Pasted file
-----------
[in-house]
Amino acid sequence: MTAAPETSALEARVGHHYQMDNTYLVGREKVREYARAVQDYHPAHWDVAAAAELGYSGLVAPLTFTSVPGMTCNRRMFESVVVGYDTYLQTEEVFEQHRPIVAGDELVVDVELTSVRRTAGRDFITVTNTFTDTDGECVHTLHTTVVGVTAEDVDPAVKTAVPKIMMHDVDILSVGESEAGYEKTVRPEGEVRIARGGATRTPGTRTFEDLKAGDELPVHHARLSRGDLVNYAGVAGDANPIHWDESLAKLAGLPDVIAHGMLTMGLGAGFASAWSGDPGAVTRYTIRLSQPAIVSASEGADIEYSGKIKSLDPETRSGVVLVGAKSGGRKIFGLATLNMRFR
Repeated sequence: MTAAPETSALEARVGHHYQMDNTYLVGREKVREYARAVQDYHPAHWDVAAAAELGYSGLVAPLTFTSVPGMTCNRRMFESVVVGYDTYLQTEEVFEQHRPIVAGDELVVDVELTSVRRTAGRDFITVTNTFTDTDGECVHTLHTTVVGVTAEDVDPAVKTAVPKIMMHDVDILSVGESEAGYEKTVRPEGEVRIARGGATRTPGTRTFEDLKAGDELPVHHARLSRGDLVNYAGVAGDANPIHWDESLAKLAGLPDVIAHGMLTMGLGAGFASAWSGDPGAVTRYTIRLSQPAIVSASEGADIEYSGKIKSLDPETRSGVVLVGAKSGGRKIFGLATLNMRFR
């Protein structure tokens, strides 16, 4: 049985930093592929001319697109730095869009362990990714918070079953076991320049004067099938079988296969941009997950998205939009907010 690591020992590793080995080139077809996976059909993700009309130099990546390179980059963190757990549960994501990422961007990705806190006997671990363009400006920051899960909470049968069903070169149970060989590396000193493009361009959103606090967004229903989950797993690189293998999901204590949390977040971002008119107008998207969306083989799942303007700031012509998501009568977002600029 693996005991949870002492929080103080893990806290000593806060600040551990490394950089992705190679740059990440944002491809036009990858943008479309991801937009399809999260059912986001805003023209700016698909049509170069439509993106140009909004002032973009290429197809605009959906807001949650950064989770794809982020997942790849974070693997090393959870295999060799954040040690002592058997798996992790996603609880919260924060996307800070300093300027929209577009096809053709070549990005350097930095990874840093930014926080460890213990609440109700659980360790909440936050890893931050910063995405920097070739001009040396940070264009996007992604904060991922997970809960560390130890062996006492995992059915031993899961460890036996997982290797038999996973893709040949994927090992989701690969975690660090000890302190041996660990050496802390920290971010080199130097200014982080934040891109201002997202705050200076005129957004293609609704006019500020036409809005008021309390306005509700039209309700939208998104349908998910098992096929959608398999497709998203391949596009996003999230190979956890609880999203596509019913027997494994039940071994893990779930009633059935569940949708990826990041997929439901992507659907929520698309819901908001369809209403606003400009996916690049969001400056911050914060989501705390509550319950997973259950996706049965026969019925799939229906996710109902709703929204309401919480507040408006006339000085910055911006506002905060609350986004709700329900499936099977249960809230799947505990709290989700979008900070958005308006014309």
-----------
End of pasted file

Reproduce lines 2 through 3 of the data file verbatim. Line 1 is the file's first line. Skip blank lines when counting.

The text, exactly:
Amino acid sequence: MTAAPETSALEARVGHHYQMDNTYLVGREKVREYARAVQDYHPAHWDVAAAAELGYSGLVAPLTFTSVPGMTCNRRMFESVVVGYDTYLQTEEVFEQHRPIVAGDELVVDVELTSVRRTAGRDFITVTNTFTDTDGECVHTLHTTVVGVTAEDVDPAVKTAVPKIMMHDVDILSVGESEAGYEKTVRPEGEVRIARGGATRTPGTRTFEDLKAGDELPVHHARLSRGDLVNYAGVAGDANPIHWDESLAKLAGLPDVIAHGMLTMGLGAGFASAWSGDPGAVTRYTIRLSQPAIVSASEGADIEYSGKIKSLDPETRSGVVLVGAKSGGRKIFGLATLNMRFR
Repeated sequence: MTAAPETSALEARVGHHYQMDNTYLVGREKVREYARAVQDYHPAHWDVAAAAELGYSGLVAPLTFTSVPGMTCNRRMFESVVVGYDTYLQTEEVFEQHRPIVAGDELVVDVELTSVRRTAGRDFITVTNTFTDTDGECVHTLHTTVVGVTAEDVDPAVKTAVPKIMMHDVDILSVGESEAGYEKTVRPEGEVRIARGGATRTPGTRTFEDLKAGDELPVHHARLSRGDLVNYAGVAGDANPIHWDESLAKLAGLPDVIAHGMLTMGLGAGFASAWSGDPGAVTRYTIRLSQPAIVSASEGADIEYSGKIKSLDPETRSGVVLVGAKSGGRKIFGLATLNMRFR